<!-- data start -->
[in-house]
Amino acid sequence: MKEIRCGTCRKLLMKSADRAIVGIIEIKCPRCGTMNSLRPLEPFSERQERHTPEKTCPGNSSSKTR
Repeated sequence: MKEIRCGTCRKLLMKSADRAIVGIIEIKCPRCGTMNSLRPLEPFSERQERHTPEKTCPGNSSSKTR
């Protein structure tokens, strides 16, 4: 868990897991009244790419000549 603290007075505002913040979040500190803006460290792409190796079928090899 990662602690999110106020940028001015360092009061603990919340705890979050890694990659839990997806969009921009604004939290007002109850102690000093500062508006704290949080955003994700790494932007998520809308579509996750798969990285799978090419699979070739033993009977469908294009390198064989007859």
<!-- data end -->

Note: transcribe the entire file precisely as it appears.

[in-house]
Amino acid sequence: MKEIRCGTCRKLLMKSADRAIVGIIEIKCPRCGTMNSLRPLEPFSERQERHTPEKTCPGNSSSKTR
Repeated sequence: MKEIRCGTCRKLLMKSADRAIVGIIEIKCPRCGTMNSLRPLEPFSERQERHTPEKTCPGNSSSKTR
């Protein structure tokens, strides 16, 4: 868990897991009244790419000549 603290007075505002913040979040500190803006460290792409190796079928090899 990662602690999110106020940028001015360092009061603990919340705890979050890694990659839990997806969009921009604004939290007002109850102690000093500062508006704290949080955003994700790494932007998520809308579509996750798969990285799978090419699979070739033993009977469908294009390198064989007859």